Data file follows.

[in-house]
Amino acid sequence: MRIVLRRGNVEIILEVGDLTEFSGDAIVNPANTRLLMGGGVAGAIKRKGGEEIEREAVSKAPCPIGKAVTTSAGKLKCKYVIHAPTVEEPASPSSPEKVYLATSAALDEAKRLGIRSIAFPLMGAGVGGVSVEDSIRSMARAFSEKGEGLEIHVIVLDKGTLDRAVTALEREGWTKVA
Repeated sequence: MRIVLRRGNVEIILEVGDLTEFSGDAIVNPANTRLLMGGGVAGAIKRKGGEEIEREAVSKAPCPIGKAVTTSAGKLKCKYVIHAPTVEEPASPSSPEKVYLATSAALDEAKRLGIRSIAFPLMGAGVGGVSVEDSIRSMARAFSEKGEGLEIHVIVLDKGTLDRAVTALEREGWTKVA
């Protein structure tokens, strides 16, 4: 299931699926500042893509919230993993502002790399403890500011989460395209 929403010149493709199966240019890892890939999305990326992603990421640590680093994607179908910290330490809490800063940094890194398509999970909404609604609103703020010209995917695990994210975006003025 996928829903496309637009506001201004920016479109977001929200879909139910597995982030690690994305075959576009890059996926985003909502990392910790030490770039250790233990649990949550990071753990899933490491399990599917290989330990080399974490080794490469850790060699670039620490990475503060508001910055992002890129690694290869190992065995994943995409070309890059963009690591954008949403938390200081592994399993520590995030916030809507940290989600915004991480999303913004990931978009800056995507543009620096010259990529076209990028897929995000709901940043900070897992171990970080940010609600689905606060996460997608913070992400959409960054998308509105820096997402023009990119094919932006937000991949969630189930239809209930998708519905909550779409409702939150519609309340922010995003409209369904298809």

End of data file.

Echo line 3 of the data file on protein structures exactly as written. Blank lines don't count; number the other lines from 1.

Repeated sequence: MRIVLRRGNVEIILEVGDLTEFSGDAIVNPANTRLLMGGGVAGAIKRKGGEEIEREAVSKAPCPIGKAVTTSAGKLKCKYVIHAPTVEEPASPSSPEKVYLATSAALDEAKRLGIRSIAFPLMGAGVGGVSVEDSIRSMARAFSEKGEGLEIHVIVLDKGTLDRAVTALEREGWTKVA